On cross-examination, Peyton calls Anna adorable, so she calls him a douchebag. He laughs, admitting he can be, just as she can be an armed robber. Oddly enough, Anna comes off proud and unapologetic. Anna assures Peyton she's not proud. Didn't he hear her story, where she admitted to begging for money in the streets? After what she's had to do to stay alive the last 12 months, Anna's anything but proud. Chunhua finds Adam sitting outside the courtroom with his head in his hands. He admits he might have misled her when he said he could easily win the case - which was not because he wants to have sex with her, although dinner and a movie would be nice. Chunhua explains that China's one-child policy is more philosophy than policy, meant to target the extreme poverty and starvation that goes along with overpopulation.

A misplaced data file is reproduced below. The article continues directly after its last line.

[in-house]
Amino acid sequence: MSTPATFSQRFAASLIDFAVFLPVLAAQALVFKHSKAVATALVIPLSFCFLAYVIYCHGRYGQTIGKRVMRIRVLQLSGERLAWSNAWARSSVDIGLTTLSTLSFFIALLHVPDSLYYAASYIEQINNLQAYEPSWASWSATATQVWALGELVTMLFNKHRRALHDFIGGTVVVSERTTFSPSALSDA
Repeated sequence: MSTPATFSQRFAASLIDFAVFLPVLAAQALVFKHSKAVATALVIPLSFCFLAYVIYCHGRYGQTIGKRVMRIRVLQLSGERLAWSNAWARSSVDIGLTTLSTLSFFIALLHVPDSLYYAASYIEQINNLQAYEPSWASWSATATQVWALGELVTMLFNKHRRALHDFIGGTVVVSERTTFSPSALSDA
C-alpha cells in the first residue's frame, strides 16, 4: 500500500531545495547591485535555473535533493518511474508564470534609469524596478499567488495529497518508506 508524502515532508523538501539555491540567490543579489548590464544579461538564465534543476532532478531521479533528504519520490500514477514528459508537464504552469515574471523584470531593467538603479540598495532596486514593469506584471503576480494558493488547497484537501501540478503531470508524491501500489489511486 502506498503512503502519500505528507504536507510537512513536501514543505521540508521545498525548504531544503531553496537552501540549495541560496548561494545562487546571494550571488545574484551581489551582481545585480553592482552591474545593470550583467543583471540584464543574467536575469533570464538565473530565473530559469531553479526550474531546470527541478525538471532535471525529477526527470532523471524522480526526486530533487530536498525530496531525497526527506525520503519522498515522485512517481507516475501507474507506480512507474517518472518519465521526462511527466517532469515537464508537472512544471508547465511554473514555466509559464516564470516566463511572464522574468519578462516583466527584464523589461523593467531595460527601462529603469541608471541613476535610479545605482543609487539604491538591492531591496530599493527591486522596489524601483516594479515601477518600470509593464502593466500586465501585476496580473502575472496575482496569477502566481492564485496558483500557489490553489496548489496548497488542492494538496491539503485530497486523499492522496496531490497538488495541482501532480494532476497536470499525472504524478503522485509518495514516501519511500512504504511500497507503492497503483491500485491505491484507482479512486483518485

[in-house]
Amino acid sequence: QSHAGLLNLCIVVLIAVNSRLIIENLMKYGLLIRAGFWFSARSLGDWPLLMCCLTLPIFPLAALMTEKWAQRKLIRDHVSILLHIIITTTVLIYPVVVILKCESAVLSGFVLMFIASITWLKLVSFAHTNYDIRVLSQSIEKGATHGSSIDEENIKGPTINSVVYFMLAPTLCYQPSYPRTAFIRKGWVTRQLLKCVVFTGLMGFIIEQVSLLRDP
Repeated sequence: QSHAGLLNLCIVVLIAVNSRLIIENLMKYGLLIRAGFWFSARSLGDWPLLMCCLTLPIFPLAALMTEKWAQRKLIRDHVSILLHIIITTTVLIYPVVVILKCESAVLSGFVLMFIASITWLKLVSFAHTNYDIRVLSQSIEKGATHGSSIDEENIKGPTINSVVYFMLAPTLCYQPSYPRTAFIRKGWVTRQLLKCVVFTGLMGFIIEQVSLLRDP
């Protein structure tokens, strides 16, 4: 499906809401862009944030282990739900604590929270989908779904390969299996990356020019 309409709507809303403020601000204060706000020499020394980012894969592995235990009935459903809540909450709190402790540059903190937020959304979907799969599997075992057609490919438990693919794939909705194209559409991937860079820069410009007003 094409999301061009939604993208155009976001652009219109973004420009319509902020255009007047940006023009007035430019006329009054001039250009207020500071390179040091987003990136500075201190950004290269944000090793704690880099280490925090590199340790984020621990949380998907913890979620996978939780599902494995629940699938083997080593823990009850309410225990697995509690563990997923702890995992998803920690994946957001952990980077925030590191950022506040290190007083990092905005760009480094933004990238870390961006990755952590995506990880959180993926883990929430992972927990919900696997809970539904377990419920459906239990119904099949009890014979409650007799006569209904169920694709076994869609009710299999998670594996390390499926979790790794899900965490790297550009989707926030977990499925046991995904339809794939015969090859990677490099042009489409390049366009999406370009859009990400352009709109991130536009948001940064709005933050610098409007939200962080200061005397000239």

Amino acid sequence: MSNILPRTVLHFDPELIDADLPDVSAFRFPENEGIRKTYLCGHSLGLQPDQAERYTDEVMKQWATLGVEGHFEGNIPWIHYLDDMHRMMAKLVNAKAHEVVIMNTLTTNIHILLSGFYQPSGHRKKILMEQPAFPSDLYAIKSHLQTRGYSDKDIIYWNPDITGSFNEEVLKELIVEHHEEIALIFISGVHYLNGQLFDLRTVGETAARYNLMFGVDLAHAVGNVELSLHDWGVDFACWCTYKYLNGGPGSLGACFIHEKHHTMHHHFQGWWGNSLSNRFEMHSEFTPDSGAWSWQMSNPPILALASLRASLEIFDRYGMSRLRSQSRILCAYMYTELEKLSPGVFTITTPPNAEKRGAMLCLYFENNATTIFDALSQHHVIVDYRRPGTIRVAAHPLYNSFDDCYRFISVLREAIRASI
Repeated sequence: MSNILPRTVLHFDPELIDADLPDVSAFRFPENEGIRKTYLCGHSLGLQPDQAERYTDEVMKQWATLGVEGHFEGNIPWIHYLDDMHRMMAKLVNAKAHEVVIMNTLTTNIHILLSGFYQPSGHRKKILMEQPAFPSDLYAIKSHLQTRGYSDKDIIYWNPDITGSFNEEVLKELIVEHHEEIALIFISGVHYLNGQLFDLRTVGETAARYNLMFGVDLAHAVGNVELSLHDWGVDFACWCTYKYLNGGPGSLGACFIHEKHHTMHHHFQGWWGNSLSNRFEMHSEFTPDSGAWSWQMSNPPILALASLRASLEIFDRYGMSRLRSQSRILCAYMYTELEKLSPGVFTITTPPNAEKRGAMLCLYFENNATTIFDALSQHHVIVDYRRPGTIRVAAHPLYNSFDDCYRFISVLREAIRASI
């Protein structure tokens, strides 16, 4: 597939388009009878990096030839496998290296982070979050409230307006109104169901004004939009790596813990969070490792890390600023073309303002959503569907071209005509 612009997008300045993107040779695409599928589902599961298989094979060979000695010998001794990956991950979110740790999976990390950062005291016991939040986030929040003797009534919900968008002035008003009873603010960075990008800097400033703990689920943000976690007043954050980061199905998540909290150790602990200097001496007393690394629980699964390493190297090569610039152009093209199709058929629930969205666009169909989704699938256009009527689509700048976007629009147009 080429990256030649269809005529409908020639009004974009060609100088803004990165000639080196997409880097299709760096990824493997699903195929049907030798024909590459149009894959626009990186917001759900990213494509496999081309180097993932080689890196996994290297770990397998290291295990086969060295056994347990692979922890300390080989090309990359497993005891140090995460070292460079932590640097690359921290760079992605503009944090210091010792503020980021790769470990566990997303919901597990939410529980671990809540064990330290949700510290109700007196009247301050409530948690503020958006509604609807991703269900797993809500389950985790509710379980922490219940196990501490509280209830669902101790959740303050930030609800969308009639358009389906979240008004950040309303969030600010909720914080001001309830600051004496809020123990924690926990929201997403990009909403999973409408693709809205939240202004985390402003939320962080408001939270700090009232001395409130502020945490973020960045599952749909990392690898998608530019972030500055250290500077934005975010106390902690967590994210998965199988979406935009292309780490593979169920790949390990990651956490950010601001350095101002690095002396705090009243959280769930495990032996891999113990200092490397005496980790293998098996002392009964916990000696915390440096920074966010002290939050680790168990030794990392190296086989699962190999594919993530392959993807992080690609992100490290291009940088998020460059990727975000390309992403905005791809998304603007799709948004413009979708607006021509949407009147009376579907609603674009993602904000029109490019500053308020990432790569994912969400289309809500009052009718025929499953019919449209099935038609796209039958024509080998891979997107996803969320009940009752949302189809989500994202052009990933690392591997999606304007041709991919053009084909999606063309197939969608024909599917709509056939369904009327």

Back at the store, Harry levels with Anna. There are certain things lawyers can't tell their clients. In fact, lawyers really serve the system, more so than their clients. For example, if Anna had a murder weapon in her handbag, Harry couldn't tell her to ditch it. Since Anna will immediately be taken into custody if found guilty, there's another thing Harry can't and won't tell her: she won't have time to visit her son in California. Anna appreciates that Harry is NOT telling her to flee, however she's lived her whole life in the neighborhood, and doesn't intend to leave now. Back in court, Peyton mounts his closing argument. Yes, he's a douchebag, and it's his job to go after nice people. Though there are 45 million people living in poverty in America, Anna robbed a man at gunpoint.